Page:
Genesis 1; Isaiah 42:8; Romans 1:20-21; 5:2; Ephesians 1:4-6; 2 Timothy 1:7-9; Revelation 5:9-10

Article 11: Public Policy

We affirm that the fundamental purposes of government are to protect human beings from harm, punish those who do evil, uphold civil liberties, and to commend those who do good. The public has a role in shaping and crafting policies concerning the use of AI in society, and these decisions should not be left to those who develop these technologies or to governments to set norms.

We deny that AI should be used by governments, corporations, or any entity to infringe upon God-given human rights. AI, even in a highly advanced state, should never be delegated the governing authority that has been granted by an all-sovereign God to human beings alone. 

Romans 13:1-7; Acts 10:35; 1 Peter 2:13-14

Article 10: War

We affirm that the use of AI in warfare should be governed by love of neighbor and the principles of just war. The use of AI may mitigate the loss of human life, provide greater protection of non-combatants, and inform better policymaking. Any lethal action conducted or substantially enabled by AI must employ 5 human oversight or review. All defense-related AI applications, such as underlying data and decision-making processes, must be subject to continual review by legitimate authorities. When these systems are deployed, human agents bear full moral responsibility for any actions taken by the system.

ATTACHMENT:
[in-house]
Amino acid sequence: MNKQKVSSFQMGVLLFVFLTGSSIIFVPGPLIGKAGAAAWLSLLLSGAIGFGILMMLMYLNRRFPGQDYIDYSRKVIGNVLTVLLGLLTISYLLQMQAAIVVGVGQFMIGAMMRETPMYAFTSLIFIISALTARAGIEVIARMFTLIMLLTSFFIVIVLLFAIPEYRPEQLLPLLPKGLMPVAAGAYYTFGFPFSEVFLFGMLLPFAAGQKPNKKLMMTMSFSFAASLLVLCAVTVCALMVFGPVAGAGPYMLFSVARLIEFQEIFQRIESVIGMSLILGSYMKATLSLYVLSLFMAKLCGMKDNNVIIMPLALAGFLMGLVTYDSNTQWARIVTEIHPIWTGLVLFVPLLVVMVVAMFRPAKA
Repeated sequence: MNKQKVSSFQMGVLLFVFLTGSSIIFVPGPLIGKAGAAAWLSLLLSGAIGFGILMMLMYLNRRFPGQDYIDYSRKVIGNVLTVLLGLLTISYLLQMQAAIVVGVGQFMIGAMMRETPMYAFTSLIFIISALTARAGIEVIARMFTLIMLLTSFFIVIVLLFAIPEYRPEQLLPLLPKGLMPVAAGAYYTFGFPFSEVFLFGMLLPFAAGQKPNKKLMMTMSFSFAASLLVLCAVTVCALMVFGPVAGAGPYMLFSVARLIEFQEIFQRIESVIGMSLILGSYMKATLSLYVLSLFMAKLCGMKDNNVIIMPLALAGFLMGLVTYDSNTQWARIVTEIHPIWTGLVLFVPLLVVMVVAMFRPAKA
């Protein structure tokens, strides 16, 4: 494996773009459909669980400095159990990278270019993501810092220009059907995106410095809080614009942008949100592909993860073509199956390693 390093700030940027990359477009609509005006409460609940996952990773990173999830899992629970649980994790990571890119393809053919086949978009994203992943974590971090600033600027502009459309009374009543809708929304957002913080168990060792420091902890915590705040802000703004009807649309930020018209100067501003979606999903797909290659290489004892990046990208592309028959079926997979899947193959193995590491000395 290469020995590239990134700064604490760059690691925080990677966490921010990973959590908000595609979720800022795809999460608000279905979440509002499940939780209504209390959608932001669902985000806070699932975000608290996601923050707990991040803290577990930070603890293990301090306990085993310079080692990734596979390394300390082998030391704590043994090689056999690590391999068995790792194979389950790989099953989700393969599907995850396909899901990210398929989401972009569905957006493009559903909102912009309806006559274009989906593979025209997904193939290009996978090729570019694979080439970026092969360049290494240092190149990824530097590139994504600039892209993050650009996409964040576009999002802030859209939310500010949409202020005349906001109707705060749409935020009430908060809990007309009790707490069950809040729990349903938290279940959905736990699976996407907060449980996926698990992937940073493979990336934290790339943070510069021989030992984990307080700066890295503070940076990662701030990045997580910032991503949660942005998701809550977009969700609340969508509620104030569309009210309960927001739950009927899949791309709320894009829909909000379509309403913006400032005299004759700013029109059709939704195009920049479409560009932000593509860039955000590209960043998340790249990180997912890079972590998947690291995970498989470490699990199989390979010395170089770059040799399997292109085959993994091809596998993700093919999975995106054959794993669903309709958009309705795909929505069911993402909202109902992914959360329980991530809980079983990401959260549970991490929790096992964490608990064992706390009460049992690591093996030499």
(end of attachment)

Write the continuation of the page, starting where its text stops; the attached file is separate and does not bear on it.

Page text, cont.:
We deny that human agency or moral culpability in war can be delegated to AI. No nation or group has the right to use AI to carry out genocide, terrorism, torture, or other war crimes.

Genesis 4:10; Isaiah 1:16-17; Psalm 37:28; Matthew 5:44; 22:37-39; Romans 13:4

Article 9: Security

We affirm that AI has legitimate applications in policing, intelligence, surveillance, investigation, and other uses supporting the government’s responsibility to respect human rights, to protect and preserve human life, and to pursue justice in a flourishing society.